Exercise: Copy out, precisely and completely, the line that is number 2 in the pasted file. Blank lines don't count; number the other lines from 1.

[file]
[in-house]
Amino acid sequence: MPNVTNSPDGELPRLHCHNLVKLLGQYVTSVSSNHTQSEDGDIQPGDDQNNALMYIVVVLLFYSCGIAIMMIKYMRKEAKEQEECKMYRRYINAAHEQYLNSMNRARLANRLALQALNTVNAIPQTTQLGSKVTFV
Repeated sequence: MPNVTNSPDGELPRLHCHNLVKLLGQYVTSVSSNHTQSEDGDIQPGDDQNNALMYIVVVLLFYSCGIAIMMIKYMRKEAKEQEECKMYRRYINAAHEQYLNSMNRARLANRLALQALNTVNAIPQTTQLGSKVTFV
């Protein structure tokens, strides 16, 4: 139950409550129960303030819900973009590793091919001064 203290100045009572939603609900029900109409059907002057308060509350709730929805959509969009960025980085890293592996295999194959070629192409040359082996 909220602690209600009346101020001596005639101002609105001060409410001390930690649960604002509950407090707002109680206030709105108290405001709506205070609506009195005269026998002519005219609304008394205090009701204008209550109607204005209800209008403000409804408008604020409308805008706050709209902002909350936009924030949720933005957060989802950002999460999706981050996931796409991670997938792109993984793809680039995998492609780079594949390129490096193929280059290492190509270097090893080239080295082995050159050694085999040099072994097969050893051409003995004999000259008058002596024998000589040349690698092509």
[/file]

Amino acid sequence: MPNVTNSPDGELPRLHCHNLVKLLGQYVTSVSSNHTQSEDGDIQPGDDQNNALMYIVVVLLFYSCGIAIMMIKYMRKEAKEQEECKMYRRYINAAHEQYLNSMNRARLANRLALQALNTVNAIPQTTQLGSKVTFV